So, like I am currently trying to explain to a friend of mine how to do Continuous Integration on top of Mysql (patches, plugin, specific hook, …) , I’m trying to plug some of these tools inside is Mysql CI line.

And … surprise …. more than 2000 potential bugs in Mysql Source code.

Lot of errors are due to memory handling, synchronization lock,  ‘some’ function return null, and the result of the call is used without any tests, some errors with static/non static field, ….., …..

That’s impressive …. there was a lot of time I’ve not seen so many errors per line of code. Also, the errors are very heterogeneous in the code … (side effect of open source ? )

In the following table I give some metrics :
Module Name                        Number of errors

client code 134
cmd-line-utils 80
core 1034
example 6
libmysql 211
mysys 61
server-tools 34
storage/archive 38
storage/blackhole 1
storage/csv 9
storage/federated 5
storage/heap 8
storage/innobase 262
storage/myisam 147
storage/ndb 785
system 0

For the experience I have,  I can say than 85% of the time there is a real bugs when the tool launched raise a warning.
Sometime, it took time to discover but, it was right 🙂

Some examples extracted from Myisam storage engine :

* storage/myisam/mi_check.c

Return code not check : everywhere the return code is checked, and an error is raised … my checker assume the return code is critical. So why at this line … no check ???

=> ligne 1185 :i_pack_get_block_info(info, &info->bit_buff, &block_info, &info->rec_buff, file, filepos)

* storage/myisam/mi_key.c

–> ligne 252 : char_length= (!is_ft && cs && cs->mbmaxlen > 1) ? length/cs->mbmaxlen : length;
//so assuming cs is null
–> ligne 268
FIX_LENGTH(cs, pos, length, char_length); //which dereference cs without any checks ….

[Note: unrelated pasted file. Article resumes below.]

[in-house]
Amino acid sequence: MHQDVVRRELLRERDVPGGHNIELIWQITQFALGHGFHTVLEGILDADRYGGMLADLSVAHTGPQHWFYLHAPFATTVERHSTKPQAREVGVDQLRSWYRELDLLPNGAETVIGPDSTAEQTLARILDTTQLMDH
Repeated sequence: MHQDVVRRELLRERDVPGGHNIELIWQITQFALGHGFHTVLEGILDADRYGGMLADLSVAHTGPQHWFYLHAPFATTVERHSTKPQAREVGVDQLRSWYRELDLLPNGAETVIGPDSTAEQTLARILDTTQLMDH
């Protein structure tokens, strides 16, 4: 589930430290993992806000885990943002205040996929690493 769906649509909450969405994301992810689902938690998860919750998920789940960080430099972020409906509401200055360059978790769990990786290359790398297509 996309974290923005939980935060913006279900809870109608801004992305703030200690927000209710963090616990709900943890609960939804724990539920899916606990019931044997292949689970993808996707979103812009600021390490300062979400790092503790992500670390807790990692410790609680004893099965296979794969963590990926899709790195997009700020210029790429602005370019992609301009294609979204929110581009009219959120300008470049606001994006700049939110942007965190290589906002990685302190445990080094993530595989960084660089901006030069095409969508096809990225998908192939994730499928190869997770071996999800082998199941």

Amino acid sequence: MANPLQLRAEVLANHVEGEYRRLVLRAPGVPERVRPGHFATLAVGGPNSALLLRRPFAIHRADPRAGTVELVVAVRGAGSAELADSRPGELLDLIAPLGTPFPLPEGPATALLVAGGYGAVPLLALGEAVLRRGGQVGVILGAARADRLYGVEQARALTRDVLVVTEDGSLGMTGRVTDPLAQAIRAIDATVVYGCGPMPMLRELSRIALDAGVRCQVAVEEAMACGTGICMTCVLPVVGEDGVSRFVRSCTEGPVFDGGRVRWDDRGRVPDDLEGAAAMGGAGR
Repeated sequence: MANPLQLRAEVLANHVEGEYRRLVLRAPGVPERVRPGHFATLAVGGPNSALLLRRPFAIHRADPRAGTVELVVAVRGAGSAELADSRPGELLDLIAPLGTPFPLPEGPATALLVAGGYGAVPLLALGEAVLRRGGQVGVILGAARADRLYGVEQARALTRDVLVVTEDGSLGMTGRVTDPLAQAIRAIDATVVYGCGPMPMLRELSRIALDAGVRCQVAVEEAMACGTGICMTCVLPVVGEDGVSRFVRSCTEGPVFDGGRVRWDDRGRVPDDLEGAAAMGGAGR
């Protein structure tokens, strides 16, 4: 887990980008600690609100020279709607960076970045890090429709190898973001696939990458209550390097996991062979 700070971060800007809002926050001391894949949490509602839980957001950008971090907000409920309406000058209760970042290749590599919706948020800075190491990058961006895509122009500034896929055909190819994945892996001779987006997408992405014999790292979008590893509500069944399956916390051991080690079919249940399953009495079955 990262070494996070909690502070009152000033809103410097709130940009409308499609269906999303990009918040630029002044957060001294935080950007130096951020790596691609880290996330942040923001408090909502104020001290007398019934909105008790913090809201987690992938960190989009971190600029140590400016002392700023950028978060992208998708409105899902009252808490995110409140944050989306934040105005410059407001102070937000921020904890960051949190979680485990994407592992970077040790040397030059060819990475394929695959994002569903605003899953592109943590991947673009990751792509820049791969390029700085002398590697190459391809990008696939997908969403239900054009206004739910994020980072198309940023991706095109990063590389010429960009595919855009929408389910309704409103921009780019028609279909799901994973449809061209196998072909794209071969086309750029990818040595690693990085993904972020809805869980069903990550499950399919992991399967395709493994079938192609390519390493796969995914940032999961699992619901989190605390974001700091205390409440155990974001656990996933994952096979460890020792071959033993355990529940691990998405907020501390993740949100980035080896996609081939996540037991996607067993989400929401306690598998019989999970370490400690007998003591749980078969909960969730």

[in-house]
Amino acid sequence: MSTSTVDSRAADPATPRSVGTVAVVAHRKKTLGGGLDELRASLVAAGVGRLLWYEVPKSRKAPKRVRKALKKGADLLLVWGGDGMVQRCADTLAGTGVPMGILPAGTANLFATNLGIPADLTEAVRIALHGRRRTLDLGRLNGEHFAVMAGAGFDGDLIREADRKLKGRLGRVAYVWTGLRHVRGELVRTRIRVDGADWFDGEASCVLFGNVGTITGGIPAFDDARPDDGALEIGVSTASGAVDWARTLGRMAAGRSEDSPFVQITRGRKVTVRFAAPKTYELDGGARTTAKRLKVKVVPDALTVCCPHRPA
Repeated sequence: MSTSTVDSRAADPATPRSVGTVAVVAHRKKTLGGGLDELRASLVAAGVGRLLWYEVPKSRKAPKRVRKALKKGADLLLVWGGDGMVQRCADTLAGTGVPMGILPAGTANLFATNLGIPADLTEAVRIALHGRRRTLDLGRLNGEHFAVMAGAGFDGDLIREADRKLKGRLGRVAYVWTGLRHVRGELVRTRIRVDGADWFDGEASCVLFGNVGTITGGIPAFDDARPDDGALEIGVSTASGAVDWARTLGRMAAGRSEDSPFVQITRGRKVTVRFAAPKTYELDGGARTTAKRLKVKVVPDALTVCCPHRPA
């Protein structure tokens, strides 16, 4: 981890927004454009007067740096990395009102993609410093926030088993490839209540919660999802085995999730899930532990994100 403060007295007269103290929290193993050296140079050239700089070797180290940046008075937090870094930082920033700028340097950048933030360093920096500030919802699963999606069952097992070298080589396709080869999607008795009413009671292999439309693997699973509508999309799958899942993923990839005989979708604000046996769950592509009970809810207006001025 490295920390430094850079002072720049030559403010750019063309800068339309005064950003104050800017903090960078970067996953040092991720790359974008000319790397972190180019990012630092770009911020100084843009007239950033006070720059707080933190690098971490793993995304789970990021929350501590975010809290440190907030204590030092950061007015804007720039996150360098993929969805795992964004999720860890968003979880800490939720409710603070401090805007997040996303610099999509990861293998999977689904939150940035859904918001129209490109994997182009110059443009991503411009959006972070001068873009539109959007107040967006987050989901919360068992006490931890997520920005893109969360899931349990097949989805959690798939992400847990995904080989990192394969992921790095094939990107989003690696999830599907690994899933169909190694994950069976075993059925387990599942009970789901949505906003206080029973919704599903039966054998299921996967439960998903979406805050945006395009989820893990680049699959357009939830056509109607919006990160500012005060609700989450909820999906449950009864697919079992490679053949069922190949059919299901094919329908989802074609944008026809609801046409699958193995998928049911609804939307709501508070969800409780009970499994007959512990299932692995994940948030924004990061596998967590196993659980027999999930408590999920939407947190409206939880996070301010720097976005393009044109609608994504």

* storage/myisam/mi_rkey.c

Lock error :
—-> ligne 78 : rw_rdlock(&share->key_root_lock[inx]); // take a lock
if (!(nextflag & (SEARCH_FIND | SEARCH_NO_FIND | SEARCH_LAST))) use_key_length=USE_WHOLE_KEY;
if (rtree_find_first(info,inx,key_buff,use_key_length,nextflag) line 146
if (!(my_multi_malloc(MYF(MY_WME, …..) ///// the allocation is not stored … and never free

Static code analysis

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My current hobby is to find efficient / easy to use / and well package tools to analyse code.

For those of you who don’t know these technics,  I’ll summarize them as : ‘tools which analyse your source code, in order to help you to find potentiel bugs, or it try to convince you to change your way of programming and may give you some new programming hits, ….,’.

If your build process is clean, or if you use a standard IDE, adding these tools is very cheap, and the benefice is great.

One more ….

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Some of my friends start again their blog,  i was thinking, why not ….. 🙂

So, taking two minutes of my time, looks for a blog site … and create my own.